Once on the water Larry and Ryan headed toward the sole island. Eldon and I hung an immediate left with the idea of casting right handed as we moved. You see, I am starting to figure it out. The water was deeply bog stained with nary a weed in sight. We were looking for either cabbage or coon tail and seeing neither. Off in the half dozen bays small pockets of water lilies were coming into bloom. Maybe bass were in the offing but I doubted it.
     Honestly, it was reward enough to be on the water even though we were doing nothing more than working the kinks out of our line. Fifteen minutes into the day our first hit was a small pike. Of course. Big enough to simply be called a pike. And my opportunity to flaunt the fact that I was no longer skunked. Eldon followed shortly with something smaller. And finally we were catching pike that would have made fine brook trout. Good for a laugh and easily released with a simple twist of the needle nose. Mystery Lake was proving to be what I'd both expected and feared.
     First off, let me apologize. I didn't mean for it to happen that way. Not sure where I first heard it but suspect a John Gierach essay. Even brought the idea up on the hike in, mainly to bolster my hopes. Every body of water, stream or lake, has its aberrations. All of them have their lunkers. How and why can't be pinned down. Luck or wisdom, take your pick. Last year it was Larry who bagged a pair of good sized pike on a sixty acre lake. He was thrilled but has no picture. Bummer.
     Mine should have been Eldon's. I'd have gotten just as big a kick out of the fight had it been on his line. But it wasn't. Had we been in a bigger boat we'd have netted it before she played herself out. No such luxury in a canoe. After a half dozen runs it was a quick hoist, photo and a gentle release.
     That's the short and sweet of it. But it ain't the way it was and it doesn't take in the weight of my sixty-five years. Or the weight of a century of Minnesota pike fishermen. The walleye might be the state fish but it really isn't. At least from my point of view. Most of those black and whites with a Model T in the background, two guys at each end of twelve foot, sagging pole, were taken 'cause there were pike hanging from that pole. Big frickin' northern pike. Dozens of them. No matter what Carly Simon sang back in the '70s, those photos showed what the good old days really looked like. Days we haven't seen in Minnesota since Dwight Eisenhower was a First Lieutenant.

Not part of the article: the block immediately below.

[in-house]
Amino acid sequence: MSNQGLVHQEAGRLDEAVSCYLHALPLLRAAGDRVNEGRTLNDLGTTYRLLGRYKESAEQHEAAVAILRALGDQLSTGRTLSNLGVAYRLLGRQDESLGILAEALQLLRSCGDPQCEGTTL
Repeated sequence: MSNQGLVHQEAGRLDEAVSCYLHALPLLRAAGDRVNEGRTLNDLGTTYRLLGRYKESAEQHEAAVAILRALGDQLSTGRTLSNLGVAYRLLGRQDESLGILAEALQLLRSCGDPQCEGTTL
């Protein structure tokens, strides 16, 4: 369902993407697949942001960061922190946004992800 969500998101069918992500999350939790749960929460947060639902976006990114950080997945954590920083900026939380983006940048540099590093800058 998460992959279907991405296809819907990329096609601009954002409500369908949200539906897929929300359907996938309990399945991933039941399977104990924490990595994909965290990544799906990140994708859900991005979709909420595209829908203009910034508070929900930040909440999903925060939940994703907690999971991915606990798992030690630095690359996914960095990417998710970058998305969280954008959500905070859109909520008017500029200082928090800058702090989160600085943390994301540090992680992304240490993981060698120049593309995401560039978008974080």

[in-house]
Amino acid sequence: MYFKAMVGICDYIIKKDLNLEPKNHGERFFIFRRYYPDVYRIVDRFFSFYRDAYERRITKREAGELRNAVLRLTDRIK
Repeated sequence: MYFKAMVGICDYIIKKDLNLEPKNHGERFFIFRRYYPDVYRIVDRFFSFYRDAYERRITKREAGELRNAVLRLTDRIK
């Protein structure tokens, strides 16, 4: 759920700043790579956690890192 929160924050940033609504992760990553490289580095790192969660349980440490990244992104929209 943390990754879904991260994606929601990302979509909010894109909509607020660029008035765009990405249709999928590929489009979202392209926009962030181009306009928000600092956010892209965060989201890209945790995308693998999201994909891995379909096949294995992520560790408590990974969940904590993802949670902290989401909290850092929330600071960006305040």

So when I'm sittin' in a canoe on a thirty acre lake and tie into a three foot northern, I get excited. The weight of all those small fish decades squeezes a whole lot of hoots out of me and even a holler or two. Damn fine fun. And all the better for being so rare. This would have been a fine fish in northern Manitoba. But would have been lost in the numbers. But here?
      She lifted like a thick bodied fifteen pounder and had a quarter-sized evil eye she wouldn't take off of me. Yeah, I know that's probably anthropomorphizing. But if it was me finning alongside a canoe and was hooked through the jaw by some idiot in a flop hat, as sure as God made little green apples, I'd have me a generous case of the red ass.  
     A few days later when I ran the story by my son Allan, my description of the pike had been reduced to a solid ten. Al took a look at the photo and said fifteen was more like it. Big fish. Tiny lake. Sounds like the basis for a career choice. Maybe our lives do really reflect who we are? That's some kinda insight ain't it?
     Then it was back to hammer handles for the four of us. Was the single big pike a freak? Al says there's only one way to find out. And he'd like to be along. Conditions were mid-day, blue sky poor. If the two of us hit that carry-in lake we'll shoot for better circumstances. Maybe late fall.

Monday, June 18, 2012

Don't Do No Good to Slap a Woodtick

     Last winter hardly happened in Minnesota. Not a lot of cold or snow. Most things seemed to thrive because of that. The roses seemed to explode out of the ground and the city was green in April. Not so the lowly and misunderstood woodtick. Few seemed to be around in May and June this year, their usual time to make hay. Not that I'm shedding any tears. They're an annoyance I can do without. Though it doesn't bother me much to have a few of the little buggers crawling on my body once in a while. Not burrowing in and making themselves to home mind you. The resulting welt and itching makes me think that's not a good thing. Last year I got one in my left armpit and didn't know until it was dead. Guess that should be a lesson to them. Maybe my time in Vietnam built up my immune system? As to deer ticks, that's another story. They scare me.
     Back in the old days when I used to smoke there was always a match or lit cigarette handy to sent ticks off to parasite heaven. Dropping one of 'em in an ashtray and applying heat made for a satisfying popping sound. Much like the red ants in Vietnam. Both sounds made my heart feel good. Made life worth living, if only for a second. But since ticks and red ants come in never ending numbers those seconds added up. These days my thumbnails are the weapons of choice. A simple slicing motion across a tick's back does it. Another of my nearly useless talents. Guess I could never be a Tibetan Buddhist with a reverence for all forms of life.
     As to the title above, mosquitoes are for slapping, woodticks for slicing.